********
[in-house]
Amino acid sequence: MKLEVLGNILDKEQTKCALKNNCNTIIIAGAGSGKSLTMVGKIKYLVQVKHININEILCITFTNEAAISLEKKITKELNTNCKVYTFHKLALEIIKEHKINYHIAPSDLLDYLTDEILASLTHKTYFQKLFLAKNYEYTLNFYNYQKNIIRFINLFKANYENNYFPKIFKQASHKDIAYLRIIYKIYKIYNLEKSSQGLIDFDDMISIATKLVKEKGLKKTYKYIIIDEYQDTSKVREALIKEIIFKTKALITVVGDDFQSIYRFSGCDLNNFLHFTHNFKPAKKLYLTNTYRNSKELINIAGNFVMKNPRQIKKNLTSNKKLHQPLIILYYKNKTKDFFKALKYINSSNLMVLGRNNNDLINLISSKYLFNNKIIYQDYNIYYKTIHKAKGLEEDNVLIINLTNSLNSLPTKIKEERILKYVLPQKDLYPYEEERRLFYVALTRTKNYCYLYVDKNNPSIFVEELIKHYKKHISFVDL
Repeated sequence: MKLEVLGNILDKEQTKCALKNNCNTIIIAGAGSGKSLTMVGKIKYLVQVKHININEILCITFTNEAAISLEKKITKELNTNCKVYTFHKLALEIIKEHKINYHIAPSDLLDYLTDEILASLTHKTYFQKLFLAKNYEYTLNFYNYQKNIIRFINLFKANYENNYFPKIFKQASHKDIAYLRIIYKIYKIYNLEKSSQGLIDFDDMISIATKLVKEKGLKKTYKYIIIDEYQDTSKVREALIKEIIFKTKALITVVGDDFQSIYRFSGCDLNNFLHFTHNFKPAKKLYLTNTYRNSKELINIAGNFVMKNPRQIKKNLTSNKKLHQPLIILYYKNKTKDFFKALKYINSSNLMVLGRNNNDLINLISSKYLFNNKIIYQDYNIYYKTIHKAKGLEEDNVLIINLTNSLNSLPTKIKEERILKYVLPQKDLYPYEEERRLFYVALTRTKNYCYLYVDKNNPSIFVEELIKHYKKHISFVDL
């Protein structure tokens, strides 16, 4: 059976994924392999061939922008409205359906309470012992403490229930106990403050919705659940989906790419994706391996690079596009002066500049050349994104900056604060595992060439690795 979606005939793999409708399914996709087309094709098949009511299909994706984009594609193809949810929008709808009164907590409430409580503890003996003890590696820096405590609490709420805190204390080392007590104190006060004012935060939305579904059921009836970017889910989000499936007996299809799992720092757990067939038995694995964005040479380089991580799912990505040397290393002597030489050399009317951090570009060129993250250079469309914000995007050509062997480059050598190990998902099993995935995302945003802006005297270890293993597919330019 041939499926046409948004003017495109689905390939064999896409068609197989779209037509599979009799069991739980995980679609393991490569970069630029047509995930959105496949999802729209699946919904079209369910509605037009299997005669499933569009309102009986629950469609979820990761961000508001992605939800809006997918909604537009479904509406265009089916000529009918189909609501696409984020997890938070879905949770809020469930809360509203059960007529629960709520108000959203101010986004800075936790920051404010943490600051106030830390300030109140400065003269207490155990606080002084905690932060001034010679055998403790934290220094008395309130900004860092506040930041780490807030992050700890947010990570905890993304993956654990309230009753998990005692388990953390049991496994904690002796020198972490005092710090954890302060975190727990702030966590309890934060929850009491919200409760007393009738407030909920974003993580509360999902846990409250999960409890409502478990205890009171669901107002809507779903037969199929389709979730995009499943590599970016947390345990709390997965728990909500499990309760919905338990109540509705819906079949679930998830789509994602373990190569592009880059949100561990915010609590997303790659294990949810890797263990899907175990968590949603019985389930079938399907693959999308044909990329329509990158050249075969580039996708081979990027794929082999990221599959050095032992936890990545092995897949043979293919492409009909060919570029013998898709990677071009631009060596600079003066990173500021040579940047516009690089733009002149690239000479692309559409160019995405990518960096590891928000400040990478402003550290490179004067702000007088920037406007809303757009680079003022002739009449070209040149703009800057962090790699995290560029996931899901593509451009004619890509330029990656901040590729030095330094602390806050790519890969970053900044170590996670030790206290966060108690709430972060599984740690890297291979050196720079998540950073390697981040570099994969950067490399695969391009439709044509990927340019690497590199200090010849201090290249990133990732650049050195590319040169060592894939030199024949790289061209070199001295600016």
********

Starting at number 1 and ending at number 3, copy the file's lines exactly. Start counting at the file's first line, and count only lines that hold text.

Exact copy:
[in-house]
Amino acid sequence: MKLEVLGNILDKEQTKCALKNNCNTIIIAGAGSGKSLTMVGKIKYLVQVKHININEILCITFTNEAAISLEKKITKELNTNCKVYTFHKLALEIIKEHKINYHIAPSDLLDYLTDEILASLTHKTYFQKLFLAKNYEYTLNFYNYQKNIIRFINLFKANYENNYFPKIFKQASHKDIAYLRIIYKIYKIYNLEKSSQGLIDFDDMISIATKLVKEKGLKKTYKYIIIDEYQDTSKVREALIKEIIFKTKALITVVGDDFQSIYRFSGCDLNNFLHFTHNFKPAKKLYLTNTYRNSKELINIAGNFVMKNPRQIKKNLTSNKKLHQPLIILYYKNKTKDFFKALKYINSSNLMVLGRNNNDLINLISSKYLFNNKIIYQDYNIYYKTIHKAKGLEEDNVLIINLTNSLNSLPTKIKEERILKYVLPQKDLYPYEEERRLFYVALTRTKNYCYLYVDKNNPSIFVEELIKHYKKHISFVDL
Repeated sequence: MKLEVLGNILDKEQTKCALKNNCNTIIIAGAGSGKSLTMVGKIKYLVQVKHININEILCITFTNEAAISLEKKITKELNTNCKVYTFHKLALEIIKEHKINYHIAPSDLLDYLTDEILASLTHKTYFQKLFLAKNYEYTLNFYNYQKNIIRFINLFKANYENNYFPKIFKQASHKDIAYLRIIYKIYKIYNLEKSSQGLIDFDDMISIATKLVKEKGLKKTYKYIIIDEYQDTSKVREALIKEIIFKTKALITVVGDDFQSIYRFSGCDLNNFLHFTHNFKPAKKLYLTNTYRNSKELINIAGNFVMKNPRQIKKNLTSNKKLHQPLIILYYKNKTKDFFKALKYINSSNLMVLGRNNNDLINLISSKYLFNNKIIYQDYNIYYKTIHKAKGLEEDNVLIINLTNSLNSLPTKIKEERILKYVLPQKDLYPYEEERRLFYVALTRTKNYCYLYVDKNNPSIFVEELIKHYKKHISFVDL